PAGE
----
Brooks Jenson - "Single Exposures"
"I propose that if your objective in making artwork is to avoid conflict, or if your fear in making artwork is that people won't like it or it will be controversial or it will put you into a position of conflict, the only practical outcome of that avoidance of conflict is the procrastination to do work."
It seems my cabin fever from last week has slipped into the comatose region on the heart monitor, so while spending time preparing notes and examples for my last workshop tomorrow I got involved doing some "abstract extractions" while sitting in front of the computer looking out at a dismal gray sky this past week. The above is a triptych from an image I posted last week on the blog which I think turned out quite interesting. While it's evidence that old dogs can be taught new tricks the exercise also reminded me that plunking around on the computer can be a way to freshen up dusty brain cells.
Teaching these workshops has been very exciting and, while the participants are both young and mature in age as well as ability, I found out that the differences blended together well and class members were eager with questions. As with most adventures I'm involved with I do think I gain as much, if not more, from the experience of having conversations which engage ones mental apparatus. I know that the class preparation, notes and research have helped revitalize concepts and applications that I have let fade into the background. From going through endless files of images looking for samples for discussions I found that I really, really do need to make more vertical images. It is quite clear that I've been thinking too much along the lines of an upright hominid and not using all the formats provided within the rectangle viewfinder.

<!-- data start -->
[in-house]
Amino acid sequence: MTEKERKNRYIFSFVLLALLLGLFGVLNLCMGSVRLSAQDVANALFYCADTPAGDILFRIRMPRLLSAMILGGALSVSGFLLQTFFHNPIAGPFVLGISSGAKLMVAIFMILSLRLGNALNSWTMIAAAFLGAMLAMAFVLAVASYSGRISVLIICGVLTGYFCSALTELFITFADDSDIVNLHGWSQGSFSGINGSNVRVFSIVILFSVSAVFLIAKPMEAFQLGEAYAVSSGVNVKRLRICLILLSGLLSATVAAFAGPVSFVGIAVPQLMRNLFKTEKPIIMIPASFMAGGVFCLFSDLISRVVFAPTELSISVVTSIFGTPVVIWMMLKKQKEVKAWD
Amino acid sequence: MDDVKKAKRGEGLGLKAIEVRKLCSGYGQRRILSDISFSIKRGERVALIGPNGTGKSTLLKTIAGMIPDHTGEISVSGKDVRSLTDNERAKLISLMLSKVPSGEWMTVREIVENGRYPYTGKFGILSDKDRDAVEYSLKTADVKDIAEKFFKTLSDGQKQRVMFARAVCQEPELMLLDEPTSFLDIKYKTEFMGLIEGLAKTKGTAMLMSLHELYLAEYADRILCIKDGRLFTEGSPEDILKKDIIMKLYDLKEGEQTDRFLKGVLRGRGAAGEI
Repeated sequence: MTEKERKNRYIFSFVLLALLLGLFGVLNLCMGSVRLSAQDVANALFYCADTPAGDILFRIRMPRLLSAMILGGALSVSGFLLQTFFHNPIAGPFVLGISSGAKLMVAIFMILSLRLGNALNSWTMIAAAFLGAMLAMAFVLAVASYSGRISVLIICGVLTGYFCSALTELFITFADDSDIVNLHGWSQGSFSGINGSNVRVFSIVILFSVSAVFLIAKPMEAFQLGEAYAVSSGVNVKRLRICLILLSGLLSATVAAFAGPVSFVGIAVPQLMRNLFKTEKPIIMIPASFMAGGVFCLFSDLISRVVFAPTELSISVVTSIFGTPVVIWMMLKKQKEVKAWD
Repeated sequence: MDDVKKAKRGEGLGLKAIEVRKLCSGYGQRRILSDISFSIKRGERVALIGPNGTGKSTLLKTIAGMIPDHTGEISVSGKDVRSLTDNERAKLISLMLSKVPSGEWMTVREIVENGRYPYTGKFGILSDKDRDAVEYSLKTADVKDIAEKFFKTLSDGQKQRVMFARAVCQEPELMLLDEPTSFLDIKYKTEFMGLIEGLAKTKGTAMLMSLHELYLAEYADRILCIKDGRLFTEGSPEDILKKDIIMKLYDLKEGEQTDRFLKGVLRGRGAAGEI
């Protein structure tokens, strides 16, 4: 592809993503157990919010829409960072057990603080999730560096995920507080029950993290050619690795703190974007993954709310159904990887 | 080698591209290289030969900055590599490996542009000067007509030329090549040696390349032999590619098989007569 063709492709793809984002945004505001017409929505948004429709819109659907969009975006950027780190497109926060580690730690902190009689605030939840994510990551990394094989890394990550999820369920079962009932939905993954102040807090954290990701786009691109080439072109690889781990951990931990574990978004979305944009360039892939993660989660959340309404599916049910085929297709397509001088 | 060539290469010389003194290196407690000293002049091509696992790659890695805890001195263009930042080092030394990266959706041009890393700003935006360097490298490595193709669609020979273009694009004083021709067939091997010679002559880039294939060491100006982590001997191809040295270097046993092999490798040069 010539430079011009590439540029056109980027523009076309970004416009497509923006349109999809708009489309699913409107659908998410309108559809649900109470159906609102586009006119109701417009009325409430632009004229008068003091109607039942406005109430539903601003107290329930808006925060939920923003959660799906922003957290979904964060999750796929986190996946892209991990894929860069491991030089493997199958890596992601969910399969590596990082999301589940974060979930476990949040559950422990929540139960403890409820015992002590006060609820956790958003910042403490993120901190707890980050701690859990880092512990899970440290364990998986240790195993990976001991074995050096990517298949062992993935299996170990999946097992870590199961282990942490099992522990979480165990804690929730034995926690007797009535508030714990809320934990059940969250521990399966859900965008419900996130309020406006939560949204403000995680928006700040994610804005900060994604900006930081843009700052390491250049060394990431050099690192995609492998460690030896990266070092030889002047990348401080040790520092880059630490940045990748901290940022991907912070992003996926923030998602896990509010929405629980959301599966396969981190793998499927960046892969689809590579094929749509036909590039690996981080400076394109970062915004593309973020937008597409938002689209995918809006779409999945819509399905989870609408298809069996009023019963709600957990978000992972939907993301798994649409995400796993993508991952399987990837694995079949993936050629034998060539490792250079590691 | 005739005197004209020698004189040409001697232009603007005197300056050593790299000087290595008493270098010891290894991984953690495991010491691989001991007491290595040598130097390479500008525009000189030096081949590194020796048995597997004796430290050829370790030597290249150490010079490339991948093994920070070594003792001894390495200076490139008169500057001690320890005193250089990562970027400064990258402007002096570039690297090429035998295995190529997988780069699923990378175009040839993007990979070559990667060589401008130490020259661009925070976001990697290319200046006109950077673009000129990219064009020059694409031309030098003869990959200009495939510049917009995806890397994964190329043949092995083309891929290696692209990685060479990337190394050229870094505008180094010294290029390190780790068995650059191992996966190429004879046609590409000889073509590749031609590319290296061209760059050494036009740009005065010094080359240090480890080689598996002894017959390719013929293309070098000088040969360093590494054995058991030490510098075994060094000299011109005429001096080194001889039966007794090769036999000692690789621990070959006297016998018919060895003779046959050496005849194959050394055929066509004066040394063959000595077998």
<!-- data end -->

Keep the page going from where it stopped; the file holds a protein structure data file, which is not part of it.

Just when I've pinched myself from falling asleep in one area, my eagerness to challenge some abstract compositions kick in and I start searching to re-energize some other area of my past photographic efforts. Before long the clock on the wall says 11:00pm and I'm wondering where the night went, yet realize that the time spent was fulfilling and challenging. As I begin to think about
putting the "sandbox" away I see another temptress that begs for a visit to the abstract and, not wanting to stop, I continue my experimentation for awhile longer.
Our vision of the world is exactly what we want it to be and I believe the same is true about our artistic vision. We can be satisfied with our conventional view of what the camera (or the world) gives us, or we can challenge and activate our concepts and artistry. Rain or shine, today a photographer is not chained to a camera and tripod as may have been the case during the film era. I've spent hours in the darkroom and can say with enthusiasm, this digital thing is pretty cool!
"A Piece Of Work", Spirit Lake, Iowa www.apieceofworkinc.com
Art Of The Vine Gallery http://www.artofthevinegallery.com
Artisans Road Trip www.artisansroadtrip.com
The Cornucopia Art Center, Lanesboro, Minnesota www.lanesboroarts.org